It’s good to compare and contrast your idea list with this IDEAL list.
This list of ten (or more, if you want – ten is just a minimum!) – is going to be enormously helpful to you in structuring and outlining your own novel.
Now, the novelists who have just found this blog recently may be wondering why I’m asking you to list movies as well as books. Good question.
The thing is, for the purposes of structural analysis, film is such a compressed and concise medium that it’s like seeing an X-ray of a story. In film you have two hours, really a little less, to tell the story. It’s a very stripped-down form that even so, often has enormous emotional power. Plus we’ve usually seen more of these movies than we’ve read specific books, so they’re a more universal form of reference for discussion.
It’s often easier to see the mechanics of structure in a film than in a novel, which makes looking at films that are similar to your own novel story a great way to jump start your novel outline.
And just practically, film has had an enormous influence on contemporary novels, and on publishing. Editors love books with the high concept premises, pacing, and visual and emotional impact of movies, so being aware of classic and blockbuster films and the film techniques that got them that status can help you write novels that will actually sell in today’s market.
And even beyond that – studying movies is fun, and fun is something writers just don’t let themselves have enough of. If you train yourself to view movies looking for for some of these structural elements I’m going to be talking about, then every time you go to the movies or watch something on television, you’re actually honing your craft (even on a date or while spending quality time with your loved ones!), and after a while you won’t even notice you’re doing it.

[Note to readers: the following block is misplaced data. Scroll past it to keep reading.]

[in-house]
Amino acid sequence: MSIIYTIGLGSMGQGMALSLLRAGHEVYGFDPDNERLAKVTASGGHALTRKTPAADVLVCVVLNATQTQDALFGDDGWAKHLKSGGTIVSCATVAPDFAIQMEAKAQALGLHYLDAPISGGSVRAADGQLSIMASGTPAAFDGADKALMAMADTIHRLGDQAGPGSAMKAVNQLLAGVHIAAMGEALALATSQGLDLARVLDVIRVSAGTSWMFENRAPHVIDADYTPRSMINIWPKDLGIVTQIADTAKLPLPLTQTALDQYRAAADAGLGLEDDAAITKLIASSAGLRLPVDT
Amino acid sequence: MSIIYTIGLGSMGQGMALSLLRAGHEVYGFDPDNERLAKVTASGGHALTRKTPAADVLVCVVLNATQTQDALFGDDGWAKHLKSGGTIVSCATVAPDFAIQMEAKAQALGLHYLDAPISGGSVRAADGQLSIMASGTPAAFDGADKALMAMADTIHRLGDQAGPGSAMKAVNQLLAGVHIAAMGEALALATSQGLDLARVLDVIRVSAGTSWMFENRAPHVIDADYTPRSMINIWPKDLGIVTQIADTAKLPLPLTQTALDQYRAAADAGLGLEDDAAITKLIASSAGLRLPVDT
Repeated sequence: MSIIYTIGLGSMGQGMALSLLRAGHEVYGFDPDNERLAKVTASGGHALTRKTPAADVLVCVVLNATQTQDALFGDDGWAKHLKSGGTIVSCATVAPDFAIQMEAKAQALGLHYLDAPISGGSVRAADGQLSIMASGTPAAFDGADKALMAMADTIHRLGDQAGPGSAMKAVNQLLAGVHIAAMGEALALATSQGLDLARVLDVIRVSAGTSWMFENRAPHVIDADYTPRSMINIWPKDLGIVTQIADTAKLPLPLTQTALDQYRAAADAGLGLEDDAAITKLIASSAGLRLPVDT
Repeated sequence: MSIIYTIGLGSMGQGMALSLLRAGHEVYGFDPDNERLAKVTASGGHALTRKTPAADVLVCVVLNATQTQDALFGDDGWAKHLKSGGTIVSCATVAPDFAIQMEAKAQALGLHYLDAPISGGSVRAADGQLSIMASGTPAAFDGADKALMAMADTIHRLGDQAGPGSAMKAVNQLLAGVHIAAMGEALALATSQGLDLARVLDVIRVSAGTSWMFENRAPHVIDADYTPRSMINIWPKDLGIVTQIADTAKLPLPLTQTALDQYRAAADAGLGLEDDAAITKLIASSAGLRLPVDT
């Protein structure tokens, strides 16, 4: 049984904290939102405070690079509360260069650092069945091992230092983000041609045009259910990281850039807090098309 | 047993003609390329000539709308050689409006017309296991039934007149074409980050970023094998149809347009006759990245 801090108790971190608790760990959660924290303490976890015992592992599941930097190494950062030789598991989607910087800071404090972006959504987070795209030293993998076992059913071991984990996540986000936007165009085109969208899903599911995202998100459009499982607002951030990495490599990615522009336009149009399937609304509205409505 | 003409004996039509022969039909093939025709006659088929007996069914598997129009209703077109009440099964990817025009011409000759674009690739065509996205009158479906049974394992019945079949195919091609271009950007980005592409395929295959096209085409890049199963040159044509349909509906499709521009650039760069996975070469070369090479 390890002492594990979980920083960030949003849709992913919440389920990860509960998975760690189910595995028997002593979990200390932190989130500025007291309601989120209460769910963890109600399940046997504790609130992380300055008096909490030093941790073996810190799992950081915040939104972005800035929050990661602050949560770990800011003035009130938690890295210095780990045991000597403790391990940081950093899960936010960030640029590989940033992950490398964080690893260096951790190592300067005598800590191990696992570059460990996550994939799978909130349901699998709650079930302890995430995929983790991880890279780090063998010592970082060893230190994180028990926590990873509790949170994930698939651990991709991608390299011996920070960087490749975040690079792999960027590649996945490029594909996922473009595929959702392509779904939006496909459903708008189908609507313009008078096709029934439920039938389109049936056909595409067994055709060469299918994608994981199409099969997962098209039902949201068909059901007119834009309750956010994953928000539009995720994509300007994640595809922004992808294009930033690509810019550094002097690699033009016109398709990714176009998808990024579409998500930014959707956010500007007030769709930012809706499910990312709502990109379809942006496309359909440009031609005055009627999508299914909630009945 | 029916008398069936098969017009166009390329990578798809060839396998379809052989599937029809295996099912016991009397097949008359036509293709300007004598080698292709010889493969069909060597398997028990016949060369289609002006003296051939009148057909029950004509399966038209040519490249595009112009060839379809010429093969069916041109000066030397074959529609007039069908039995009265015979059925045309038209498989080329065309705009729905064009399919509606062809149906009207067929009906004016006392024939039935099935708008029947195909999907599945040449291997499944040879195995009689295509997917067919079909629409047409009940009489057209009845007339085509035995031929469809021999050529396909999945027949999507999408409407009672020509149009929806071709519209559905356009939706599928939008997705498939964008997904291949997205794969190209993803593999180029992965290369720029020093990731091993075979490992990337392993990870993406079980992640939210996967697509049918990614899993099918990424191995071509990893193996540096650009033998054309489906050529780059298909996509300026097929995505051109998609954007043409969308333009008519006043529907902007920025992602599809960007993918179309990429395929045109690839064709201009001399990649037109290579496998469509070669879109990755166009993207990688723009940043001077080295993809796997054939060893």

When the work is play, you’ve got the best of all possible worlds.
So go make your lists, and I will, too, and let’s talk about some of your results this week.
All the information on this blog and more, including full story structure breakdowns of various movies, is available in my Screenwriting Tricks for Authors workbooks. e format, just $3.99 and $2.99; print 13.99.
This new workbook updates all the text in the first Screenwriting Tricks for Authors ebook with all the many tricks I’ve learned over my last few years of writing and teaching—and doubles the material of the first book, as well as adding six more full story breakdowns.
STEALING HOLLYWOOD ebook $3.99
STEALING HOLLYWOOD US print $14.99
STEALING HOLLYWOOD print, all countries
STEALING HOLLYWOOD US print $14.99
STEALING HOLLYWOOD print, all countries
Writing Love is a shorter version of the workbook, using examples from love stories, romantic suspense, and romantic comedy - available in e formats for just $2.99.